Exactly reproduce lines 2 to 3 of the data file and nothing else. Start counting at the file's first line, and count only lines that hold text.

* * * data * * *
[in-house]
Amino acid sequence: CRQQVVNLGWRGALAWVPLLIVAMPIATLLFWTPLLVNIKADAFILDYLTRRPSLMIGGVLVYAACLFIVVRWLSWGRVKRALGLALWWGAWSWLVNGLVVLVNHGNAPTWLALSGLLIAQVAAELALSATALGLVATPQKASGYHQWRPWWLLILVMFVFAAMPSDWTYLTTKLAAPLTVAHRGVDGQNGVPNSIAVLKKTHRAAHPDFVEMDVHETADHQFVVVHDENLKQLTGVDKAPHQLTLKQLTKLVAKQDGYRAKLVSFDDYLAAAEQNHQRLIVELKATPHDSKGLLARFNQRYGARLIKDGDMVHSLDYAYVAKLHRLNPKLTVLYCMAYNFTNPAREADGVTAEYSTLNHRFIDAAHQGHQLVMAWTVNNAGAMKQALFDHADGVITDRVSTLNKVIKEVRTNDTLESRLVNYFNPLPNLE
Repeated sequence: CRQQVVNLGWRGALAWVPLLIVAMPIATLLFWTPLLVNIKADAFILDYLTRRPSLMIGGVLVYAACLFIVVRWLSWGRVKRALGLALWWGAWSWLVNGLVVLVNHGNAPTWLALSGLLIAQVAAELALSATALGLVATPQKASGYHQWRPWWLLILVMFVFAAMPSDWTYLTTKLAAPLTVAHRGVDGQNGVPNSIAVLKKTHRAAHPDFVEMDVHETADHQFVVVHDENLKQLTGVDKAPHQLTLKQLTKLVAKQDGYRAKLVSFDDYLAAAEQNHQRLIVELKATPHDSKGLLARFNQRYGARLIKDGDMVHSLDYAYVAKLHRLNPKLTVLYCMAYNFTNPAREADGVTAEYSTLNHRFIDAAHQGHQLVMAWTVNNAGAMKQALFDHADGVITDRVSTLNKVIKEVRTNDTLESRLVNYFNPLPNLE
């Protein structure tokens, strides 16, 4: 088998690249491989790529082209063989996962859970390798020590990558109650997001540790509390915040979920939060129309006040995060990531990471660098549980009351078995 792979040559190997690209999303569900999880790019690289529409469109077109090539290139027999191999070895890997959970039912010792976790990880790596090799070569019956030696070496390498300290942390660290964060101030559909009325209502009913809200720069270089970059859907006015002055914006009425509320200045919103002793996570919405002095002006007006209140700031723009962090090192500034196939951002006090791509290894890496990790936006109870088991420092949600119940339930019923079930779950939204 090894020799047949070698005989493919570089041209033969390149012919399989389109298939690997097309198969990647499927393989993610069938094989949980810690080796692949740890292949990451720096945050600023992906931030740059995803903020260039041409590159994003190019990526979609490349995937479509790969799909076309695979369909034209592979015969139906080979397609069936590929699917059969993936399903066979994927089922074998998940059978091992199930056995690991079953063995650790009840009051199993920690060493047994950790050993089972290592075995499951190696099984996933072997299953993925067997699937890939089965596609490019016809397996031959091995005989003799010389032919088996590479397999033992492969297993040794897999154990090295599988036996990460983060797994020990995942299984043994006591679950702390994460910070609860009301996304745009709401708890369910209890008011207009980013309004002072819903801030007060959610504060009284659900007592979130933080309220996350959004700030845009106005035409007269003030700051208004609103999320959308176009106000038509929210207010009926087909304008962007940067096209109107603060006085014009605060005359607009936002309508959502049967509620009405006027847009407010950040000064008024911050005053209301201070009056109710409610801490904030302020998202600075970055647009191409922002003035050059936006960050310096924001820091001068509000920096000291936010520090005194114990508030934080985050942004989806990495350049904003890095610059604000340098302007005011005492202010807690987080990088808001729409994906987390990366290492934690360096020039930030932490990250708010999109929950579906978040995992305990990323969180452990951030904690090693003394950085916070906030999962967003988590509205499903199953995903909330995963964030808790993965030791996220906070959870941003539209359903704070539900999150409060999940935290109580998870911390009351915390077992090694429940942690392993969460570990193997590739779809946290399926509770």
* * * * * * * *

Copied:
Amino acid sequence: CRQQVVNLGWRGALAWVPLLIVAMPIATLLFWTPLLVNIKADAFILDYLTRRPSLMIGGVLVYAACLFIVVRWLSWGRVKRALGLALWWGAWSWLVNGLVVLVNHGNAPTWLALSGLLIAQVAAELALSATALGLVATPQKASGYHQWRPWWLLILVMFVFAAMPSDWTYLTTKLAAPLTVAHRGVDGQNGVPNSIAVLKKTHRAAHPDFVEMDVHETADHQFVVVHDENLKQLTGVDKAPHQLTLKQLTKLVAKQDGYRAKLVSFDDYLAAAEQNHQRLIVELKATPHDSKGLLARFNQRYGARLIKDGDMVHSLDYAYVAKLHRLNPKLTVLYCMAYNFTNPAREADGVTAEYSTLNHRFIDAAHQGHQLVMAWTVNNAGAMKQALFDHADGVITDRVSTLNKVIKEVRTNDTLESRLVNYFNPLPNLE
Repeated sequence: CRQQVVNLGWRGALAWVPLLIVAMPIATLLFWTPLLVNIKADAFILDYLTRRPSLMIGGVLVYAACLFIVVRWLSWGRVKRALGLALWWGAWSWLVNGLVVLVNHGNAPTWLALSGLLIAQVAAELALSATALGLVATPQKASGYHQWRPWWLLILVMFVFAAMPSDWTYLTTKLAAPLTVAHRGVDGQNGVPNSIAVLKKTHRAAHPDFVEMDVHETADHQFVVVHDENLKQLTGVDKAPHQLTLKQLTKLVAKQDGYRAKLVSFDDYLAAAEQNHQRLIVELKATPHDSKGLLARFNQRYGARLIKDGDMVHSLDYAYVAKLHRLNPKLTVLYCMAYNFTNPAREADGVTAEYSTLNHRFIDAAHQGHQLVMAWTVNNAGAMKQALFDHADGVITDRVSTLNKVIKEVRTNDTLESRLVNYFNPLPNLE